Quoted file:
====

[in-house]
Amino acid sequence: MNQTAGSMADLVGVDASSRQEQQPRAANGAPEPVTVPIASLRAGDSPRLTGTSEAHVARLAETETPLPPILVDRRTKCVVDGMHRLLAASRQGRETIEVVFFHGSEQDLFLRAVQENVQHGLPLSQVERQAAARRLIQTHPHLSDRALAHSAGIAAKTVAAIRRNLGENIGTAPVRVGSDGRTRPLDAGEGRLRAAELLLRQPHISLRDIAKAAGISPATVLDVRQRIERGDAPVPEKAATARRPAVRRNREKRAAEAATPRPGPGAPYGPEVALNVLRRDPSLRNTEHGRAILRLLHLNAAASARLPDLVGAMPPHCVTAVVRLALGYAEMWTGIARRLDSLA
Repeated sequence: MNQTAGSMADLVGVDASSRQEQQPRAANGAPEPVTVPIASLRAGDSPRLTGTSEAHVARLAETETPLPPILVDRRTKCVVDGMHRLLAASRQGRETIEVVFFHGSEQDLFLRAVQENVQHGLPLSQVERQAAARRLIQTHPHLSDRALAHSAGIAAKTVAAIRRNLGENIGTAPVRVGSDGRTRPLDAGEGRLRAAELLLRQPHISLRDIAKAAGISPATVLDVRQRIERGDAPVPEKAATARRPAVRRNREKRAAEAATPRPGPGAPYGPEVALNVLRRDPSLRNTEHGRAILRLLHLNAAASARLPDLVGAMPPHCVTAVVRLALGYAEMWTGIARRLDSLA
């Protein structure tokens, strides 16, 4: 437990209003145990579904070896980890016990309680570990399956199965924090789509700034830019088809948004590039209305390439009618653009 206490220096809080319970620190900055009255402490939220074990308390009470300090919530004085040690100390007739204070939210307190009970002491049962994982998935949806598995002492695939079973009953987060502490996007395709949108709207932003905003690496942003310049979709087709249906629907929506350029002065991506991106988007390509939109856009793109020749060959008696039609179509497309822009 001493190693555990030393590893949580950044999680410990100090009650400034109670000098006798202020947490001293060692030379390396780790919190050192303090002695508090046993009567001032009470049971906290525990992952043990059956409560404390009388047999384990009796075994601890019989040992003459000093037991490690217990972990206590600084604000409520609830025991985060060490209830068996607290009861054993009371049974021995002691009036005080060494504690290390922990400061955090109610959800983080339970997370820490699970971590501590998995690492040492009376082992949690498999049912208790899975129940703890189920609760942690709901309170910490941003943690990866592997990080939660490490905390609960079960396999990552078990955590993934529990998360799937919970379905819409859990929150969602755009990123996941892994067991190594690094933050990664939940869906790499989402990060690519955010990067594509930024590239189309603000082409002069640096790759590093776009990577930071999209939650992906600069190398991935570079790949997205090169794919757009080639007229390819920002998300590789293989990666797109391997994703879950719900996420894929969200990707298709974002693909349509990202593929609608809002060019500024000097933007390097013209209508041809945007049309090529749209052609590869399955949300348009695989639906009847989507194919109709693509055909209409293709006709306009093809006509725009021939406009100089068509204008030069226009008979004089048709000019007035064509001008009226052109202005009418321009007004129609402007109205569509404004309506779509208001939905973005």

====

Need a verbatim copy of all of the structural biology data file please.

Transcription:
[in-house]
Amino acid sequence: MNQTAGSMADLVGVDASSRQEQQPRAANGAPEPVTVPIASLRAGDSPRLTGTSEAHVARLAETETPLPPILVDRRTKCVVDGMHRLLAASRQGRETIEVVFFHGSEQDLFLRAVQENVQHGLPLSQVERQAAARRLIQTHPHLSDRALAHSAGIAAKTVAAIRRNLGENIGTAPVRVGSDGRTRPLDAGEGRLRAAELLLRQPHISLRDIAKAAGISPATVLDVRQRIERGDAPVPEKAATARRPAVRRNREKRAAEAATPRPGPGAPYGPEVALNVLRRDPSLRNTEHGRAILRLLHLNAAASARLPDLVGAMPPHCVTAVVRLALGYAEMWTGIARRLDSLA
Repeated sequence: MNQTAGSMADLVGVDASSRQEQQPRAANGAPEPVTVPIASLRAGDSPRLTGTSEAHVARLAETETPLPPILVDRRTKCVVDGMHRLLAASRQGRETIEVVFFHGSEQDLFLRAVQENVQHGLPLSQVERQAAARRLIQTHPHLSDRALAHSAGIAAKTVAAIRRNLGENIGTAPVRVGSDGRTRPLDAGEGRLRAAELLLRQPHISLRDIAKAAGISPATVLDVRQRIERGDAPVPEKAATARRPAVRRNREKRAAEAATPRPGPGAPYGPEVALNVLRRDPSLRNTEHGRAILRLLHLNAAASARLPDLVGAMPPHCVTAVVRLALGYAEMWTGIARRLDSLA
């Protein structure tokens, strides 16, 4: 437990209003145990579904070896980890016990309680570990399956199965924090789509700034830019088809948004590039209305390439009618653009 206490220096809080319970620190900055009255402490939220074990308390009470300090919530004085040690100390007739204070939210307190009970002491049962994982998935949806598995002492695939079973009953987060502490996007395709949108709207932003905003690496942003310049979709087709249906629907929506350029002065991506991106988007390509939109856009793109020749060959008696039609179509497309822009 001493190693555990030393590893949580950044999680410990100090009650400034109670000098006798202020947490001293060692030379390396780790919190050192303090002695508090046993009567001032009470049971906290525990992952043990059956409560404390009388047999384990009796075994601890019989040992003459000093037991490690217990972990206590600084604000409520609830025991985060060490209830068996607290009861054993009371049974021995002691009036005080060494504690290390922990400061955090109610959800983080339970997370820490699970971590501590998995690492040492009376082992949690498999049912208790899975129940703890189920609760942690709901309170910490941003943690990866592997990080939660490490905390609960079960396999990552078990955590993934529990998360799937919970379905819409859990929150969602755009990123996941892994067991190594690094933050990664939940869906790499989402990060690519955010990067594509930024590239189309603000082409002069640096790759590093776009990577930071999209939650992906600069190398991935570079790949997205090169794919757009080639007229390819920002998300590789293989990666797109391997994703879950719900996420894929969200990707298709974002693909349509990202593929609608809002060019500024000097933007390097013209209508041809945007049309090529749209052609590869399955949300348009695989639906009847989507194919109709693509055909209409293709006709306009093809006509725009021939406009100089068509204008030069226009008979004089048709000019007035064509001008009226052109202005009418321009007004129609402007109205569509404004309506779509208001939905973005």